Some residents are finding out the hard way that there is a glaring discrepancy between Colorado’s liberal marijuana laws and the federal government’s outright ban on the substance.
Lea Olivier, an 87-year-old low-income resident living in Dolores, is the latest victim. She has lived there for five years but says she has been ordered to vacate her rent-subsidized apartment on Central Avenue for allegedly violating the illegal-substances policy.
“A compliance officer said they smelled pot coming from my residence,” she says. “I don’t think it was even me. I’ve used it before to ease arthritis pain.”
Olivier, who lives alone, is now faced with finding alternative housing, but is concerned she cannot afford it on her fixed Social Security income.
“I’ll live in a tent, or my car if I have to,” she said. “I’ve got 10 days to move, but when I get knocked down I get back up.”
Terri Wheeler, executive director of Housing Authority of Montezuma County, said conflicting laws on marijuana have become a problem for federal housing operations.
She could not discuss Olivier’s file due to confidentiality regulations, but explained there is a “zero tolerance” policy for use or possession of drugs considered illegal by the federal government.
“It has become a problem and is confusing because marijuana is legal in the state,” Wheeler said. “Residents sign an agreement that they know it is not allowed on the property.”
For the fiercely independent Olivier, the rule is too onerous and not practical.
“I’m tired of their petty demands,” she said. “Now I have to use pain pills, which I don’t like to do.”
Olivier worked in the restaurant business all her life in California. She said a concerned friend guided her to marijuana as an alternative to alcohol.
“It helped me recover from that destructive lifestyle,” Olivier said.
She has medical marijuana card prescribed to control pain but wonders why. Since Amendment 64 passed in Colorado, adults are allowed to purchase and possess marijuana.
“Why should I grease a doctors palm to have a medical card?” she asks, referring to annual renewal fees.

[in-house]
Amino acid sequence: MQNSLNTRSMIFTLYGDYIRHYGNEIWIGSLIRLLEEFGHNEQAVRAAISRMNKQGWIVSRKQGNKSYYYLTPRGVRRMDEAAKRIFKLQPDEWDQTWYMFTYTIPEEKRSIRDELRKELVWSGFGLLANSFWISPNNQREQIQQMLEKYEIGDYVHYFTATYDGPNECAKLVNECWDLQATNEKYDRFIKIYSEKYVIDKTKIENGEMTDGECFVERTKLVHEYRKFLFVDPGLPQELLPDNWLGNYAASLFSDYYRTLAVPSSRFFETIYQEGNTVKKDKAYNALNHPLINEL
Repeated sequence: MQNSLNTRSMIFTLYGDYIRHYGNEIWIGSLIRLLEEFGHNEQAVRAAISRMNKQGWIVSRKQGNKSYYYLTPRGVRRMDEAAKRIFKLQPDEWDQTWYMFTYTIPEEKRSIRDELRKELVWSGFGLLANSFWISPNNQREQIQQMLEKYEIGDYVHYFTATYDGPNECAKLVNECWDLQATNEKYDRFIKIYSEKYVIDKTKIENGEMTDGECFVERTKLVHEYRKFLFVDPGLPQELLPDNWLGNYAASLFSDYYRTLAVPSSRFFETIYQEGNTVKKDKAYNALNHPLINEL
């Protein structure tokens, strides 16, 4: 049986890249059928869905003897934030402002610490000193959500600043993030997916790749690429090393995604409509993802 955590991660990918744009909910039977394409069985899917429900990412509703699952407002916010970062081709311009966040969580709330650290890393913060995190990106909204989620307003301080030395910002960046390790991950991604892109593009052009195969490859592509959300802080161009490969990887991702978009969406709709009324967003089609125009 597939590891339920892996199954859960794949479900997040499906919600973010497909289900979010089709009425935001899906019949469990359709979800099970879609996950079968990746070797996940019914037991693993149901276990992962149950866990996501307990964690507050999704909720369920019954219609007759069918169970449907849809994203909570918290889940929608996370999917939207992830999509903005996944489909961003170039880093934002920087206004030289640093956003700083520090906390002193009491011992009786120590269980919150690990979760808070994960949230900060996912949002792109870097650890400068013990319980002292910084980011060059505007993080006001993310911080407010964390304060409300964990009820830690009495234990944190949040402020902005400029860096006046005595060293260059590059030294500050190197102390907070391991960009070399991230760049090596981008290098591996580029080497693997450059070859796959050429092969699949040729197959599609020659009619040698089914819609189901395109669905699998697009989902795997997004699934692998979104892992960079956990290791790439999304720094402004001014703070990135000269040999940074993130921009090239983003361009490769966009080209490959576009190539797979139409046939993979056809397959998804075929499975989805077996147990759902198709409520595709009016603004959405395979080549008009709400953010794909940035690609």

Wheeler, of the housing authority, said since Amendment 64 passed, six residents were required to vacate federal housing for violating the ban on marijuana use. The organization oversees 393 low-income apartments with federal subsidies.
“It was an issue before as well, but state legalization has not helped,” she said.
There is an appeal process for residents who are found to be violating drug laws. While regulations are strictly enforced, they are administered with a practical approach based on circumstances.
“We’re not cold about it, warnings have been given for marijuana. For meth, there is no going back,” Wheeler said. “We know there are valid medical uses for marijuana, but we have to comply with HUD regulations or we lose our subsidies for people who need housing assistance.”
More education is needed regarding legal use of marijuana in Colorado. Besides being banned within federal housing, it is also illegal to use or possess at federally owned or regulated facilities, including airports, national forests lands, national parks and national monuments.
“You cannot grow marijuana, possess it or use it in our housing units even though the state legalized it,” Wheeler said. “Habitual users usually move out because of the rules.”
Olivier said property managers instruct residents to leave the boundaries of the apartment complex if they want to consume marijuana. Annual inspections of apartments are a part of living in subsidized housing. If illegal drugs turn up, leases are not renewed or notices to vacate are issued.
“They told us to go beyond a certain gate, or leave in our car and go somewhere else, but we cannot keep anything in our car if it is parked on their property,” Olivier said. “It is ridiculous, I don’t want to live here anymore anyway.”
One jurisdiction’s solution is another one’s problem. Smoking marijuana in public spaces, including in parks or on trails, is also not allowed under Colorado marijuana laws.